Ben* has lived across Australia for nearly a decade now. He has called Adelaide, Sydney and Melbourne home, yet he has faced overt as well as subtle instances of racial discrimination and harassment across all three cities.
Sydney was in some ways, the most brutal where Ben felt a near-constant undercurrent of resentment. He believes that the rise of populist nationalism around the world certainly seemed to have a direct impact on the sentiments on the streets about “outsiders”, here in Australia as well. The harshest incidents of abuse Ben faced were in the wake of Trump rising to power and the terrorist attack in France. Something as seemingly simple as sporting facial hair turned him into an easy target for harassment. Ironically, while a beard on an Anglo Australian man is considered trendy, the same beard on Ben made him the subject of name calling and abuse.
Ben was commuting by bus to work one morning. He was listening to music on his headphones and reading a book. He noticed that a man who had been sitting up front moved to sit in the seat right in front of Ben when it became available. Soon, just before this man’s stop arrived, he turned to Ben and asked him if he was South American. When Ben said no, he snarled “get out this f****** country” and got off the bus. Nobody else on the bus said anything – either to comfort and support Ben or to the man.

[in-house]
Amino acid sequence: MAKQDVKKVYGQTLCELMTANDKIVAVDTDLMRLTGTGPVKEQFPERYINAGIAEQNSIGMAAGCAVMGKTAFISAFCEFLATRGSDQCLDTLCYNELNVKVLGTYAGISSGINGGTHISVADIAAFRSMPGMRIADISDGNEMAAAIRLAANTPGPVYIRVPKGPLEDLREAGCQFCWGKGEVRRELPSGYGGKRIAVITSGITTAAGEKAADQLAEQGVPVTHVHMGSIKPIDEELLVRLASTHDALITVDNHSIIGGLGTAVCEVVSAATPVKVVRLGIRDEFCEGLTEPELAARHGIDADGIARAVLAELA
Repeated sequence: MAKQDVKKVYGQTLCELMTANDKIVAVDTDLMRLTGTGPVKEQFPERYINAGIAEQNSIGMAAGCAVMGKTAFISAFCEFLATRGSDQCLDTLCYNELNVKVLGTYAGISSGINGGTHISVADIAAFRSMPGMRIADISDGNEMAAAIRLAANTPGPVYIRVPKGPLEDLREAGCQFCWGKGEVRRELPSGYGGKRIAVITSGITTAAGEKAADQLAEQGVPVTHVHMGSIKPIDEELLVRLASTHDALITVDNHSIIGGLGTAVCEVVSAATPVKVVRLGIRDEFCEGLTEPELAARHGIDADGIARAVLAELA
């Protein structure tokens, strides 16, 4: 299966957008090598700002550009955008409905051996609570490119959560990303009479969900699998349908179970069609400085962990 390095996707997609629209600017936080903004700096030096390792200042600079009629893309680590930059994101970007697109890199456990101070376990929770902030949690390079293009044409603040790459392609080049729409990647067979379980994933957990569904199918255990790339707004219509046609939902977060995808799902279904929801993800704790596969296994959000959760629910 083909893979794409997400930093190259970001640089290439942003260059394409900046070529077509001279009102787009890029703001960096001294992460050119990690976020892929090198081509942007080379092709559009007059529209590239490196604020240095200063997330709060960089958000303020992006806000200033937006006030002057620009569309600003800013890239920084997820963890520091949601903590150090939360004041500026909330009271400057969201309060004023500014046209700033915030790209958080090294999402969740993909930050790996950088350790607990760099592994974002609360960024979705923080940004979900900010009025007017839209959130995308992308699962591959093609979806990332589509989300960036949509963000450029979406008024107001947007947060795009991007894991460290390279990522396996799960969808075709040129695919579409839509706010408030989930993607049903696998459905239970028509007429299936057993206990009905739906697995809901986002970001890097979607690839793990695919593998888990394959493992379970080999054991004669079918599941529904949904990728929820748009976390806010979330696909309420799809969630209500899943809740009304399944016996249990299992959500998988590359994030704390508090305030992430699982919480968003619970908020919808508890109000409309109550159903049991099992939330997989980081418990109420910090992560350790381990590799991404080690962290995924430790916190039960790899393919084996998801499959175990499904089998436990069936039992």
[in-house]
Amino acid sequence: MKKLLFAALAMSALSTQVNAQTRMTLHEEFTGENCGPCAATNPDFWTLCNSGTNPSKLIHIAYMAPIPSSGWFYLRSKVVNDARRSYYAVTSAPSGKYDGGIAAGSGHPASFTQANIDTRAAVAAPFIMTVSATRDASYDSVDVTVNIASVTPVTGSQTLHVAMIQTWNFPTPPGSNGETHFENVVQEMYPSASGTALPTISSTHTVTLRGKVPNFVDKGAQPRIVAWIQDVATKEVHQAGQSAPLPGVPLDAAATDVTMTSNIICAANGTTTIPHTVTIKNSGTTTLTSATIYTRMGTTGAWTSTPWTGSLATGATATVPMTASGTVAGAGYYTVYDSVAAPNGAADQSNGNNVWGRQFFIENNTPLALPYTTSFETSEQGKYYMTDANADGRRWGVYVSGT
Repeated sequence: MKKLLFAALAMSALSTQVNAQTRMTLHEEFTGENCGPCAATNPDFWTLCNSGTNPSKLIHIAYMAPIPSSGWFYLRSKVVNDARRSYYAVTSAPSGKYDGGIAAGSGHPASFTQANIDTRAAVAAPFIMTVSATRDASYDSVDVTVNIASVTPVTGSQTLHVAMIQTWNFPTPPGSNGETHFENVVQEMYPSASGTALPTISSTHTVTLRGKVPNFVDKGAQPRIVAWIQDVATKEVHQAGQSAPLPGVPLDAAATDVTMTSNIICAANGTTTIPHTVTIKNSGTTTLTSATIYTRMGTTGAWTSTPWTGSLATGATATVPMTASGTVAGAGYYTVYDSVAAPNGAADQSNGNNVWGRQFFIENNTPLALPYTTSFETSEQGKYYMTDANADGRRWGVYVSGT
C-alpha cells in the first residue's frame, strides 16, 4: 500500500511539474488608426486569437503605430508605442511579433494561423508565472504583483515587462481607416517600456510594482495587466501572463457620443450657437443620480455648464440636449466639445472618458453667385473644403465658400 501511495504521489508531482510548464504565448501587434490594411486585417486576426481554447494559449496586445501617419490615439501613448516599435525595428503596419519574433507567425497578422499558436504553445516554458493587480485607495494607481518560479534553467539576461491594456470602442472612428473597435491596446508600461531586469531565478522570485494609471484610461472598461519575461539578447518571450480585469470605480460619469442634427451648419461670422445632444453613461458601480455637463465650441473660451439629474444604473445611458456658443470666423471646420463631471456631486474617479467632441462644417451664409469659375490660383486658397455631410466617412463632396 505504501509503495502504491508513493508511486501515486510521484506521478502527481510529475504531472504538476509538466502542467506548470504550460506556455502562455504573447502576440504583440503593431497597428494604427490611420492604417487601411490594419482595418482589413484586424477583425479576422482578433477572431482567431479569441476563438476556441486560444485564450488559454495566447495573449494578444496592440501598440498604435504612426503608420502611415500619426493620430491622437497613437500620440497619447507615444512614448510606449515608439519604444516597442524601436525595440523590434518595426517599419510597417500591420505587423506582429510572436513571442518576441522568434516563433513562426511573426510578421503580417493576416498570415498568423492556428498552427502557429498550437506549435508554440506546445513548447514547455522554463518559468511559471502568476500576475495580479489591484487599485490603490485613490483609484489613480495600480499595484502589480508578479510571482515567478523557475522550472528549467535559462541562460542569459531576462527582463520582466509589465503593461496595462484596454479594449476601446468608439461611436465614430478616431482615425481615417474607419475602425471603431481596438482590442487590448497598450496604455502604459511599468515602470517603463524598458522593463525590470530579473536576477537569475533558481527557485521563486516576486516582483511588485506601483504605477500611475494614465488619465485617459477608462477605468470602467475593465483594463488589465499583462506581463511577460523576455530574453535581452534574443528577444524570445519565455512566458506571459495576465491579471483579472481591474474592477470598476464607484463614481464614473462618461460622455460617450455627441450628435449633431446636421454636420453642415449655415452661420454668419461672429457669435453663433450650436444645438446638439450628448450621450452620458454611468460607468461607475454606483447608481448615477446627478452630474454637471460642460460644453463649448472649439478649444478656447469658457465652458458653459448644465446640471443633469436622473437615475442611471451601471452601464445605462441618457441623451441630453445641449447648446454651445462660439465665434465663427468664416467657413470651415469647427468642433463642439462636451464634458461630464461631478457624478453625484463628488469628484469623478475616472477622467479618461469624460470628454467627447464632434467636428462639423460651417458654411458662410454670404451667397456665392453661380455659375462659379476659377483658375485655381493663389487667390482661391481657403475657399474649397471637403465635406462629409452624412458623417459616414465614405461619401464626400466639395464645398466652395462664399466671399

Also read: Racism in Public Transport
Another time, when Ben was travelling by train, in a similar vein, another man, walked up to Ben, spat on his face and said, “Get out of this country, you terrorist!” Determined that he ought to do everything in his power to help prevent such incidents from happening, this time, Ben decided to lodge an official complaint. He went to the police station, requesting that the cops look at the CCTV footage from the train cameras and provided them with specific details around the time of the incident and which train he was on. The police, however, refused to register a complaint, and treated him with indifference. Ben struggled with a sense of shame after this incident, and grappled with the validity of his choice to be in Australia, for a while.
He continues to live and work in Australia, and hopes that someday, people of colour won’t have to work so hard to survive and thrive here.
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*name changed to protect privacy